Detractors say both positions, as well as her tenure at the Federal Reserve Bank of New York from 2003 to 2005, have compromised her ability to prosecute big banks by establishing relationships that she may not wish to jeopardize as attorney general. During Lynch’s lengthy confirmation process, Republicans criticized her for being too soft on HSBC in a 2012 settlement; the British bank agreed to pay $1.92 billion in a money-laundering case after New York and federal authorities decided that criminal charges might bring down the institution.

But many in the legal community believe the more likely outcome will be somewhere in the middle.

“The financial industry will be dealing with an extremely well-informed AG who will seek to balance the competing concerns that arise when investigating and prosecuting large enterprises like those that dominate Wall Street,” says David Reiss, a professor at Brooklyn Law School with expertise in property, mortgage lending and consumer financial services matters.

May 21, 2015 | Permalink | No Comments

Thursday’s Advocacy & Think Tank Round-Up

By Serenna McCloud

  • Federal Reserve Bank of New York Quarterly Report on Household Debt and Credit finds that delinquencies, foreclosures, and bankruptcies improve as household debt stays flat.
  • NYU Furman Center Report: Building New or Preserving Oldfinds that in neighborhoods with high rents, leasing underdeveloped NYCHA-owned land for private development could generate either substantial annual lease payments for NYCHA or significant numbers of affordable units. This  would help the city meet two of its housing goals: creating new units of affordable housing without additional subsidy, and generating new revenue to help fill NYCHA’s budget shortfall.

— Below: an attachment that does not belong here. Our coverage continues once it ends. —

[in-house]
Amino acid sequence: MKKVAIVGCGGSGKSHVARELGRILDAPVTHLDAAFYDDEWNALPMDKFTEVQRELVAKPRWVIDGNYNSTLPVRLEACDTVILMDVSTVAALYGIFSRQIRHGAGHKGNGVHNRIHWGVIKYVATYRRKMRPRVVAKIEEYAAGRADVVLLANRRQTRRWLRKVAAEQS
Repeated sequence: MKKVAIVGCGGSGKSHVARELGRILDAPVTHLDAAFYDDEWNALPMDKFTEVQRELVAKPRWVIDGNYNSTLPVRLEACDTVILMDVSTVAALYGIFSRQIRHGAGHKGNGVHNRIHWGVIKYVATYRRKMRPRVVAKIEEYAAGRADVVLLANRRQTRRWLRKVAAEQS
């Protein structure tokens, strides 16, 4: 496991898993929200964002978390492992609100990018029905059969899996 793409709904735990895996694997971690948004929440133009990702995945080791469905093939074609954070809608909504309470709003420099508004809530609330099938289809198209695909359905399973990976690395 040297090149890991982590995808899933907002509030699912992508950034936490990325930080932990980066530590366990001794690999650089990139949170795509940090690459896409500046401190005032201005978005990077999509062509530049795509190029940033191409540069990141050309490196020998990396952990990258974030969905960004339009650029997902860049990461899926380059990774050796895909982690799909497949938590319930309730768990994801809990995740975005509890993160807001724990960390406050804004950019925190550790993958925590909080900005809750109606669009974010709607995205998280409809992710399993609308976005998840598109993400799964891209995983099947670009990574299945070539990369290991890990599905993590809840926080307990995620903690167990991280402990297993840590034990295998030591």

• National Association of Realtors Summary of April 2015 Existing Homes Sales Statistics details the 3.3% slowdown by region and other factors.
  • National Low Income Housing Coalition’s Out of Reach 2015 details the affordability of rental units nationwide. According to the study, the 2015 National Housing Wage is $19.35, meaning that someone working full-time, 40 hours a week, would need to earn $19.35 per hour in order to afford a modest two-bedroom rental unit while spending no more than 30% of household income on housing costs.
    • In 13 states and the District of Columbia, the Housing Wage is more than $20 per hour.
    • The 2015 Housing Wage is now 2.7 times the federal minimum wage of $7.25.
    • There is no state in the country where someone earning either the state or federal minimum wage can afford even a one-bedroom apartment renting at the HUD Fair Market Rent (FMR).

May 21, 2015 | Permalink | No Comments